Aftermath of World War II
The Aftermath of World War II was the beginning of a new era for all countries involved, defined by the decline of all European colonial empires and simultaneous rise of two superpowers: the Soviet Union (USSR) and the United States (USA). Allies during World War II, the US and the USSR became competitors on the world stage and engaged in the Cold War, so called because it never resulted in overt, declared total war between the two powers but was instead characterized by espionage, political subversion and proxy wars. Western Europe and Japan were rebuilt through the American Marshall Plan whereas Central and Eastern Europe fell under the Soviet sphere of influence and eventually behind an "Iron Curtain". Europe was divided into a US-led Western Bloc and a Soviet-led Eastern Bloc. Internationally, alliances with the two blocs gradually shifted, with some nations trying to stay out of the Cold War through the Non-Aligned Movement. The War also saw a nuclear arms race between the two superpowers; part of the reason that the Cold War never became a "hot" war was that the Soviet Union and the United States had nuclear deterrents against each other, leading to a mutually assured destruction (MAD) standoff.
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- The pattern was set in 1942, when President Roosevelt installed a French Admiral, Jean Darlan, as Governor-General of all of French North Africa. Darlan was a leading Nazi collaborator and the author of the antisemitic laws promulgated by the Vichy government (the Nazis’ puppet regime in France). But far more important was the first area of Europe liberated—southern Italy, where the US, following Churchill’s advice, imposed a right-wing dictatorship headed by Fascist war hero Field Marshall Badoglio and the King, Victor Emmanuel III, who was also a Fascist collaborator.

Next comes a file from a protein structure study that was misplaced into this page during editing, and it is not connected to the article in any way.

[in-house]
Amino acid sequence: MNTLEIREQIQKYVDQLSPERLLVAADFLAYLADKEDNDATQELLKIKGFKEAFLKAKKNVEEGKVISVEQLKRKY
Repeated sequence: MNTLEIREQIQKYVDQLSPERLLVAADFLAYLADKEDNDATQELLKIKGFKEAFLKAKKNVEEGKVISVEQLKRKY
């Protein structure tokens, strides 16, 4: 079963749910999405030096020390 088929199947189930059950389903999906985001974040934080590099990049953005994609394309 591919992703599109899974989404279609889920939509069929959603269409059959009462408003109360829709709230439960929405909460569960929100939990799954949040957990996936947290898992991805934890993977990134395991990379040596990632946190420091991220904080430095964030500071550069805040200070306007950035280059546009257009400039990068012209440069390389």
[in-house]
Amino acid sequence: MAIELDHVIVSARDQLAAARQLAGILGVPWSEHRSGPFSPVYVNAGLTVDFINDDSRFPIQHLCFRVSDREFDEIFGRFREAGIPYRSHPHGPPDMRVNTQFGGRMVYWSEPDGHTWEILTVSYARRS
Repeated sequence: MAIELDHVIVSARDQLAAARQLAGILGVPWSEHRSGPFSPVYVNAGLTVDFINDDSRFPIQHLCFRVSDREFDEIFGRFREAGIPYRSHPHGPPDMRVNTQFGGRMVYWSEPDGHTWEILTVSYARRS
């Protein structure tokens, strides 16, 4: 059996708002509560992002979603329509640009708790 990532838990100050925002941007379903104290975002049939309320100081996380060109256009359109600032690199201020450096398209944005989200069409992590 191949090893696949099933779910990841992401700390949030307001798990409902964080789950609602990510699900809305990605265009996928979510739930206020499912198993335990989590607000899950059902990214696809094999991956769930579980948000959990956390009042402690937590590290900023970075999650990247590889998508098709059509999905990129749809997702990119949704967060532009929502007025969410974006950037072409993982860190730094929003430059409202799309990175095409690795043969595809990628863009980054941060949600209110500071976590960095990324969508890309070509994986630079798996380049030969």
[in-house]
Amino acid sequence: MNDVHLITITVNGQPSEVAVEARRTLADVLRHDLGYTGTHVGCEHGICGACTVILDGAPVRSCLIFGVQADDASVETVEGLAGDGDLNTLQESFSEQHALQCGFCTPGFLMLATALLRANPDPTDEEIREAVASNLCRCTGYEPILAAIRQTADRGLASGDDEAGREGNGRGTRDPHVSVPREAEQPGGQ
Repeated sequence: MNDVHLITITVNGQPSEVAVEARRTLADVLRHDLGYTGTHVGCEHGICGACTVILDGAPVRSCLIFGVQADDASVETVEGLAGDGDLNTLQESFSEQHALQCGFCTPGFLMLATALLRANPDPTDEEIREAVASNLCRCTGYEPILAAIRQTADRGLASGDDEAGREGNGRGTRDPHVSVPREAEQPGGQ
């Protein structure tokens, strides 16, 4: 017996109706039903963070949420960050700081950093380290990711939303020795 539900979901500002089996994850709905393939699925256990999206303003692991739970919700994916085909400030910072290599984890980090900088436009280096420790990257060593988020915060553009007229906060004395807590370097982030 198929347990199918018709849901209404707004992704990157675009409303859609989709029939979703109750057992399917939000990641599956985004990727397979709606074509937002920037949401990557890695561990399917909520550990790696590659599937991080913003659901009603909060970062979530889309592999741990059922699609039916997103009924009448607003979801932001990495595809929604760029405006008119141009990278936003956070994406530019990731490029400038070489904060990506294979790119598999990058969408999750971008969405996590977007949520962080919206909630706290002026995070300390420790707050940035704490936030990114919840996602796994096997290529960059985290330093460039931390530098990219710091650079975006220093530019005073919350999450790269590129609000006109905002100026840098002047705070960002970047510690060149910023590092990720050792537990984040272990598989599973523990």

- Noam Chomsky, "Restoring the Traditional Order," in What Uncle Sam Really Wants (1992), p. 15
- When British and then American troops moved into southern Italy, they simply reinstated the fascist order—the industrialists. But the big problem came when the troops got to the north, which the Italian resistance had already liberated. The place was functioning—industry was running. We had to dismantle all of that and restore the old order. ... Next we worked on destroying the democratic process. The left was obviously going to win the elections; it had a lot of prestige from the resistance, and the traditional conservative order had been discredited. The US wouldn't tolerate that.
- Noam Chomsky, "How the Nazis Won the War," Secrets, Lies and Democracy (1994) in How the World Works, p. 193
- We have about 50% of the world's wealth but only 6.3% of its population. This disparity is particularly great as between ourselves and the peoples of Asia. In this situation, we cannot fail to be the object of envy and resentment. Our real task in the coming period is to devise a pattern of relationships which will permit us to maintain this position of disparity without positive detriment to our national security. To do so, we will have to dispense with all sentimentality and day-dreaming; and our attention will have to be concentrated everywhere on our immediate national objectives. We need not deceive ourselves that we can afford today the luxury of altruism and world-benefaction.
- In the face of this situation we would be better off to dispense now with a number of the concepts which have underlined our thinking with regard to the Far East. We should dispense with the aspiration to "be liked" or to be regarded as the repository of a high-minded international altruism. We should stop putting ourselves in the position of being our brothers' keeper and refrain from offering moral and ideological advice. We should cease to talk about vague and—for the Far East—unreal objectives such as human rights, the raising of the living standards, and democratization. The day is not far off when we are going to have to deal in straight power concepts. The less we are then hampered by idealistic slogans, the better.